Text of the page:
EC2 Container Service: Amazon ECS allows you to easily run and manage Docker containers across a cluster of Amazon EC2 instances.

Elastic Beanstalk: AWS Elastic Beanstalk is an applic­ation container for deploying and managing applic­ations.

Elasti­Cache: Amazon Elasti­Cache improves applic­ation perfor­mance by allowing you to retrieve inform­ation from an in-memory caching system.

Elastic File System: Amazon Elastic File System (Amazon EFS) is a file storage service for Amazon Elastic Compute Cloud (Amazon EC2) instances.

Elasti­csearch Service: Amazon Elasti­csearch Service is a managed service that makes it easy to deploy, operate, and scale Elasti­cse­arch, a popular open-s­ource search and analytics engine.

Elastic Transcoder: Amazon Elastic Transcoder lets you convert your media files in the cloud easily, at low cost, and at scale

EMR: Amazon Elastic MapReduce lets you perform big data tasks such as web indexing, data mining, and log file analysis.

Glacier: Amazon Glacier is a low-cost storage service that provides secure and durable storage for data archiving and backup.

IAM: AWS Identity and Access Management (IAM) lets you securely control access to AWS services and resources.

Inspector: Amazon Inspector enables you to analyze the behavior of the applic­ations you run in AWS and helps you to identify potential security issues.

Kinesis: Amazon Kinesis services make it easy to work with real-time streaming data in the AWS cloud.

Lambda: AWS Lambda is a compute service that runs your code in response to events and automa­tically manages the compute resources for you.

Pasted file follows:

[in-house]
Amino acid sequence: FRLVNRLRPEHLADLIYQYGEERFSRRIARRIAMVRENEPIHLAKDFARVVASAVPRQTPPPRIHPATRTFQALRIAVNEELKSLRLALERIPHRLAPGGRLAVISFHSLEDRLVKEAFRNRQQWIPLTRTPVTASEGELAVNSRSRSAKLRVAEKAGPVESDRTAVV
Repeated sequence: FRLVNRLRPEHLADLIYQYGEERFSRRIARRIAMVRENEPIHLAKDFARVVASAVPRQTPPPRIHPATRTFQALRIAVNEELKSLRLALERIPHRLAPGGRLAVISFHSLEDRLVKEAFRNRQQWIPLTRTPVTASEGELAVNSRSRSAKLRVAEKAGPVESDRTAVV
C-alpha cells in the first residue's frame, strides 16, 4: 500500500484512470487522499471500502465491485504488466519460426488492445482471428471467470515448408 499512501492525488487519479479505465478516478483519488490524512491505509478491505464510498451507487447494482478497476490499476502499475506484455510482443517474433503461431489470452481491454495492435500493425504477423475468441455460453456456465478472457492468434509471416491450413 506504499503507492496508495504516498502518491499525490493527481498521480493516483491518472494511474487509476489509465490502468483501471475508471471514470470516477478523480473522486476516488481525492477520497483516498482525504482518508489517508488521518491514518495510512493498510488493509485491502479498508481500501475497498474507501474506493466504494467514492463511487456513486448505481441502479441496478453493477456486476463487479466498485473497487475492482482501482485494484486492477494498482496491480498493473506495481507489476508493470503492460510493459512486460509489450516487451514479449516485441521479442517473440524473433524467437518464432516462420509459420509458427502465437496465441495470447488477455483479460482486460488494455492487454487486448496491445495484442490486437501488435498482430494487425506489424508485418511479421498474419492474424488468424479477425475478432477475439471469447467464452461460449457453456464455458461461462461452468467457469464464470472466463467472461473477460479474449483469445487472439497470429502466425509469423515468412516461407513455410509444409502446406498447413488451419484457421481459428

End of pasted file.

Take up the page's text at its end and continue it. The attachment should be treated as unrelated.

Machine Learning: Amazon Machine Learning is a service that enables you to easily build smart applic­ations.

OpsWorks: AWS OpsWorks is a DevOps platform for managing applic­ations of any scale or complexity on the AWS cloud.

RDS: Amazon Relational Database Service (RDS) makes it easy to set up, operate, and scale familiar relational databases in the cloud.

Redshift: Amazon Redshift is a fast, fully managed, petaby­te-­scale data warehouse that makes it cost-e­ffe­ctive to analyze all your data using your existing business intell­igence tools.

Route 53: Amazon Route 53 is a scalable and highly available Domain Name System (DNS) and Domain Name Regist­ration service.

SES: Amazon Simple Email Service (SES) enables you to send and receive email.

SNS: Amazon Simple Notifi­cation Service (SNS) lets you publish messages to subscr­ibers or other applic­ations.

Storage Gateway: AWS Storage Gateway securely integrates on-pre­mises IT enviro­nments with cloud storage for backup and disaster recovery.

SQS: Amazon Simple Queue Service (SQS) offers a reliable, highly scalable, hosted queue for storing messages.

SWF: Amazon Simple Workflow (SWF) coordi­nates all of the processing steps within an applic­ation.

S3: Amazon Simple Storage Service (S3) can be used to store and retrieve any amount of data.

VPC: Amazon Virtual Private Cloud (VPC) lets you launch AWS resources in a private, isolated cloud.

Want to Learn More about Cloud Computing?

If you’re looking to work directly with a web service provider or as an IT solutions manager that contracts web service providers, these terms will be useful in your everyday role. In order to succeed and advance your career, however, you’ll need a deep working knowledge of web services and cloud computing. Programs like Northeastern’s Cloud Computing Application and Management Graduate Certificate enable students to develop the technical and management skills to address the needs of enterprise cloud computing. Students have an opportunity to learn theoretical and practical, hands-on aspects of distributed systems from both technical and business perspectives, giving them a competitive advantage in the workforce.

To learn more about Northeastern’s Cloud Computing Certificate and related programs, explore our program pages today.